Tabletop crashes quite a bit ostensibly due to iOS shutting down the app before it takes its quota of memory beyond scale so that iOS can run normally. For other software like Beatmaker 2 which I think personally is a masterpiece after Garageband in terms of usablity and productivity, the memory limit is around 32MB and Beatmaker makes use of sample streaming to to work with large samples off the disk. At the last check Retronyms is working on stability fixes with their latest version, and they do communicate with fans through Facebook which shows that they value customer feedback.
Up next is the Gridlock sampler. The first thing that becomes apparent is that the one shot and hold toggle switch does not work. So basically all samples are one shot. The gain, length and pitch parameters work as expected. Sample loading and recording is a good feature and audio paste can be used to import sequences and wav exports from other apps. A nice MPC style pad arrangement gives a good interface for sample triggering and beat creation. Its integrated piano roll sequencer provides a means for complex beat patterns or melodic arrangements to be written.
The default Goblin MX8 mixer is a minimal as it gets and has only a set of gain faders and rotary pan faders. No sends or anything of the sort, and with just a master output. It has 8 inputs.
The 3EQ and FLTR LP fx modules are basic renditions of these utilitarian signal processors and they don’t sound too exciting in my opinion. The lack of parametric EQ means that you are stuck with car stereo type EQ controls that give a general boost or cut but it sounds muddy to me. Certainly not Waves plugins level, but while not complaining on various points, as the iOS platform may not support realtime heavy DSP processing for just a single EQ, I hope they provide with a better sounding EQ algorithm.
The LP filter has a good interface to manipulate the Q and the frequency at the same time as an x-y axis. It sounds good enough for a general LP woosh effect and dub beats and basslines, to accentuate the lower end or give beats a trippy edge.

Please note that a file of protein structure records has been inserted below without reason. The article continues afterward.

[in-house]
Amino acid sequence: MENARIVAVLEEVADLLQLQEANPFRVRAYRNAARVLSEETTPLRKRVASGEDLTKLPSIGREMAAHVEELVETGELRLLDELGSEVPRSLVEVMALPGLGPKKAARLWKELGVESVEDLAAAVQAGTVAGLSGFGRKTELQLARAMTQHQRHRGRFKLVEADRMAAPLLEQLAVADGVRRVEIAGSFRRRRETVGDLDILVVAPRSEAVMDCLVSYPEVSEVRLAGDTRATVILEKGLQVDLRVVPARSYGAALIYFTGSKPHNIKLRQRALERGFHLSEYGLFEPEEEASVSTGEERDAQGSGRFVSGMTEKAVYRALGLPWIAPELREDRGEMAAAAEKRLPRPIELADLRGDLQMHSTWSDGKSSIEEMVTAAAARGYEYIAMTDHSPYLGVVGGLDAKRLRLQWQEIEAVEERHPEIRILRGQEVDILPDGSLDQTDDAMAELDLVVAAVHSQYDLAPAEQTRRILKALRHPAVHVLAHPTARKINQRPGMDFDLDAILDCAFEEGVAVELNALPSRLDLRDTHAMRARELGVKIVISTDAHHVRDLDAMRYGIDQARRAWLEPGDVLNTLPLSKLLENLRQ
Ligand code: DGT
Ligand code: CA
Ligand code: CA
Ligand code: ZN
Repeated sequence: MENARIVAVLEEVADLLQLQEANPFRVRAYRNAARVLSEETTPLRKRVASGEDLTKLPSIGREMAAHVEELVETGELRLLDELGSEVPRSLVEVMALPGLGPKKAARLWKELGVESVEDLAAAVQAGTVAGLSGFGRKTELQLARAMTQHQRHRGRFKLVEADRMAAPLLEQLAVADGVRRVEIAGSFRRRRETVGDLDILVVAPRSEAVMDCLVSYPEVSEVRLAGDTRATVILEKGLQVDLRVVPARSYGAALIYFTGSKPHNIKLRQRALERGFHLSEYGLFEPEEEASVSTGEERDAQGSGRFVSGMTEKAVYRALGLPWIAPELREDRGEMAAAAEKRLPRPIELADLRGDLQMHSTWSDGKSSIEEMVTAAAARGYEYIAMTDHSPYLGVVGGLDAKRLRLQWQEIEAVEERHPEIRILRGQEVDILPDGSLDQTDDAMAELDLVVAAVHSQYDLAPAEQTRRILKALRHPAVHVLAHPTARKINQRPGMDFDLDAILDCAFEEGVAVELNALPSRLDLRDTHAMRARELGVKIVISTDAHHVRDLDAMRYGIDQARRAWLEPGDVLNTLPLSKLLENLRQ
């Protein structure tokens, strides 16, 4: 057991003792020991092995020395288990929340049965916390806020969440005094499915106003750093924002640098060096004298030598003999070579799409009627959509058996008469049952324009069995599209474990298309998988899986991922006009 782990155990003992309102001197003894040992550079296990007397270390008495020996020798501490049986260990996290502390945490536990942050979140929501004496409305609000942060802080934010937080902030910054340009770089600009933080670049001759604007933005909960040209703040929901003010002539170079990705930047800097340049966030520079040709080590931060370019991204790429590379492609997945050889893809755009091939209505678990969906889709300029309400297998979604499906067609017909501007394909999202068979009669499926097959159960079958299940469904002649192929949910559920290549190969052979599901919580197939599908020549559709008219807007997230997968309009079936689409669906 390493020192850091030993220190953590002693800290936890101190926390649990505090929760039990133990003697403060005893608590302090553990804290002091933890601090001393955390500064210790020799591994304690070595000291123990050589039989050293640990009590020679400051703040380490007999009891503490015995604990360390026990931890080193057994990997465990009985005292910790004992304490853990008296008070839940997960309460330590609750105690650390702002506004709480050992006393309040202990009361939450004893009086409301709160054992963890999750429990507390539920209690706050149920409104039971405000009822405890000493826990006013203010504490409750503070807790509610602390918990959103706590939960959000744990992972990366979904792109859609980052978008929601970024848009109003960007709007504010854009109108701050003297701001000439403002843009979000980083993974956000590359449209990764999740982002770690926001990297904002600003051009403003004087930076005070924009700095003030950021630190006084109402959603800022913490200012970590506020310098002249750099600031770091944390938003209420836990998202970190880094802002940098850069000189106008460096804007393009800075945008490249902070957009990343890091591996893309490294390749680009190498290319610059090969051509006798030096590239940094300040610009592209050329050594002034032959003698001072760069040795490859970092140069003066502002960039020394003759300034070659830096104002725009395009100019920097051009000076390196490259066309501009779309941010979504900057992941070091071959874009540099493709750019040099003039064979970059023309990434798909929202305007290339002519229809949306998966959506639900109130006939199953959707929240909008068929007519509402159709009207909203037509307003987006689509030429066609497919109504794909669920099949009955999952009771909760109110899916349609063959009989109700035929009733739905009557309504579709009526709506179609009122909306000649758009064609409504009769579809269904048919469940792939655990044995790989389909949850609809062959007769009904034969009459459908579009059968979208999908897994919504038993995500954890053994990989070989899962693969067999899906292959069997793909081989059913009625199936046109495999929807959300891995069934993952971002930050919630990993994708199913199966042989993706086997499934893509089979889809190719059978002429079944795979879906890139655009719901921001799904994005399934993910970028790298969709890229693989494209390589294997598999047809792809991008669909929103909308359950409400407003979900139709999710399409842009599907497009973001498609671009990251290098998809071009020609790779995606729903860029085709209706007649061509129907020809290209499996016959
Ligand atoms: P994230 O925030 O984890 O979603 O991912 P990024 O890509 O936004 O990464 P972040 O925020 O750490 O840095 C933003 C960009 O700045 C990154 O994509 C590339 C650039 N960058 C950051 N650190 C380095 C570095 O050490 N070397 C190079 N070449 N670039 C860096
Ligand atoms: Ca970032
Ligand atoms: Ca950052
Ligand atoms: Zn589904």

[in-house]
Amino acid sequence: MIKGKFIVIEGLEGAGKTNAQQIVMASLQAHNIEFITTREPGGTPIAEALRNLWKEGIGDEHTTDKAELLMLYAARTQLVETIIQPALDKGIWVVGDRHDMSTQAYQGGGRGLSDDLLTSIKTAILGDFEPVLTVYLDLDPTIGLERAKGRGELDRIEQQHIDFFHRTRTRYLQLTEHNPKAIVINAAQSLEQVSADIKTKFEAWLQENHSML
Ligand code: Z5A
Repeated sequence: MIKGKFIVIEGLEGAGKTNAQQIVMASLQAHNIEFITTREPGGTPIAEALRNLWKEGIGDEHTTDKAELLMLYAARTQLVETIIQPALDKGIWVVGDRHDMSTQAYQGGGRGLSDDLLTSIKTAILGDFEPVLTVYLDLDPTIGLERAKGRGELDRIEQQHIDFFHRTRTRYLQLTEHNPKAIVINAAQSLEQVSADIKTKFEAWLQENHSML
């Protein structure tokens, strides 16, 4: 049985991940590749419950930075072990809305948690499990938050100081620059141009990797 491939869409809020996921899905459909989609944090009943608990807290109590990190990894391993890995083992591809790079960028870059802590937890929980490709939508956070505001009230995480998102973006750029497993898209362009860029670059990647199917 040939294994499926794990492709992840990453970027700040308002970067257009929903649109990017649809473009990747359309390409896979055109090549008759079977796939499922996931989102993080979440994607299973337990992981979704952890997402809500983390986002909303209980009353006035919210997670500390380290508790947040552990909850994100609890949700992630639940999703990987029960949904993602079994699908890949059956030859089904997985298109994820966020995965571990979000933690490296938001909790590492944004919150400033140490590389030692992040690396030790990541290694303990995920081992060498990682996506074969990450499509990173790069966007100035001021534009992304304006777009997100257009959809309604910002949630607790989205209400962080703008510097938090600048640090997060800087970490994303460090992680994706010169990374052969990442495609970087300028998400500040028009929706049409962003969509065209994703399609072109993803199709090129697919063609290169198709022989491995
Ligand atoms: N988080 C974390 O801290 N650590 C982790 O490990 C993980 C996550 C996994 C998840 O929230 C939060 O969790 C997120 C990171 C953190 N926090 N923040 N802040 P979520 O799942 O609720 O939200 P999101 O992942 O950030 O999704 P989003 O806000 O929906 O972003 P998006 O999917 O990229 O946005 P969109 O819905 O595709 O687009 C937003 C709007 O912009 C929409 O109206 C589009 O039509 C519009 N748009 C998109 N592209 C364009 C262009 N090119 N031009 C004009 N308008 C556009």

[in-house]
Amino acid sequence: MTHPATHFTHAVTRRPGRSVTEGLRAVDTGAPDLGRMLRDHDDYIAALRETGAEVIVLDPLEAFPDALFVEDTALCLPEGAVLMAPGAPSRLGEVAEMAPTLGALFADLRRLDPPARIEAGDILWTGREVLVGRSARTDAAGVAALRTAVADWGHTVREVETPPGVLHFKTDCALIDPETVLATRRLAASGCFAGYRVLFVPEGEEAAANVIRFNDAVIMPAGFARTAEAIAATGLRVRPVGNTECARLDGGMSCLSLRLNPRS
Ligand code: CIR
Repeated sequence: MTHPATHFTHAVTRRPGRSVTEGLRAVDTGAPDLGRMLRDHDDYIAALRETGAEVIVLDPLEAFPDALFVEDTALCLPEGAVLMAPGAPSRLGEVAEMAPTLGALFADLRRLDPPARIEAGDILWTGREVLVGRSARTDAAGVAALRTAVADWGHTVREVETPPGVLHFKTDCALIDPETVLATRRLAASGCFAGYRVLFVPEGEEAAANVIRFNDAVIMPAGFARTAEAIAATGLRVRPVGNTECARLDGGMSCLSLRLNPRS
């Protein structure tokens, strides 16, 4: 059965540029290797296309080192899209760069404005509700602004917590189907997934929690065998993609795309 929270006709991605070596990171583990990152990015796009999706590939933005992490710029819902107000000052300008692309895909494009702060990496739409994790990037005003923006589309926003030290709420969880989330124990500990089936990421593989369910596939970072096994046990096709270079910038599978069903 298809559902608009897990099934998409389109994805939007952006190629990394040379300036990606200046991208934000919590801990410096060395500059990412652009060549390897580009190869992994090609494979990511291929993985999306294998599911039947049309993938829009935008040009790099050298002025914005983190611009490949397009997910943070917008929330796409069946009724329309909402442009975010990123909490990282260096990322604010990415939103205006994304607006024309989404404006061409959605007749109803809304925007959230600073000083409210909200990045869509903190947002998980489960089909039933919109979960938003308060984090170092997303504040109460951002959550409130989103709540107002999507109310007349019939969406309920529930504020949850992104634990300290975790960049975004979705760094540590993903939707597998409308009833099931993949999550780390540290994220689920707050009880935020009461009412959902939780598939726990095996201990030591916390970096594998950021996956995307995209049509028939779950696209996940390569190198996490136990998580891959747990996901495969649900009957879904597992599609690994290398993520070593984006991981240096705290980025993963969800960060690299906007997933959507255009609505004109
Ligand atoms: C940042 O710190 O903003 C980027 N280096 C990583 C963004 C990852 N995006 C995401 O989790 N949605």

The Magic Mic and Recorder-M2 modules do the recording via iPad mic or an iDevice compatible mic. But again the monitoring switch does not always work and a sure humming noise sans audio occurs on the third or second runs especially if you switch to another app and come back to tabletop. The audio copy feature is a great thing, the exported basslines and loops can be used or edited in AudioCopy and effected in another app. The created samples cannot be deleted within the app and this nonsensical “feature” is something that has plagued other Retronyms apps like iMPC. You cannot delete it via iTunes on PC, or via linux filesystem mount. Its just eats away at you hardrive till you run out of space and the only solution is the delete the app and reinstall. Nice user experience for a 1 GB install.
I purchased the LMTR limiter processor, and ran a few mixes and individual beats and basslines and found that it does not sound good at all. The output gain is more like a distortion control and the release times are not sync with the release times you are used to hear on desktop equivalents. The threshold setting at any value to below 12 o’clock results in distortion, and with no perceptible limiting happening at lower values, just a general gain via compression increase with added distortion. Needs more work.
The Triggerator is something I really like and its idea of banks in a single view pane resemble something like Ableton’s scenes view in Session View in Ableton, and works like it too. So you have banks which are individual patterns that can have their bars set from 1 bar to 99 bars. Each bank has its own edits saved. So you could have a verse, chorus and refrain all from the same core pattern and trigger them in sequence or play with them live and record the output to the recorder module. The real time triggering is good and the instant, beat, bar and block modes provide ways of manipulating patterns as they are being played – so the repeating turntable effect of a same chord and bass pattern being played as a hip hop intro segued with the full ‘tutti’ chorus and a quick switch to the A verse and the A minus one verse can be done with the click of your index finger making performance an integral component of this modular approach to music production. Settings for each bank can be effected single or the whole ‘table’ or project basically via a slide switch beside the transport panel. Thus settings like a fader gain value can be kept constant and the per bank filter settings can be persisted per pattern for song construction. This in my opinion is the killer module for Tabletop, really nicely done and a creative component too.
The M8RX polyphonic 16 step matrix synth is a good concept but unlike Matrix module in Reason which can be rerouted to other modules with features such as ties and shifts as well as bipolar and unipolar curves for cv signaling; its quite a simple fare here with no routing capabilities and just the preset sounds.
The Mastermind module is the inter-audio controller via which other apps can be recorded into Tabletop. Its handy and does this job well.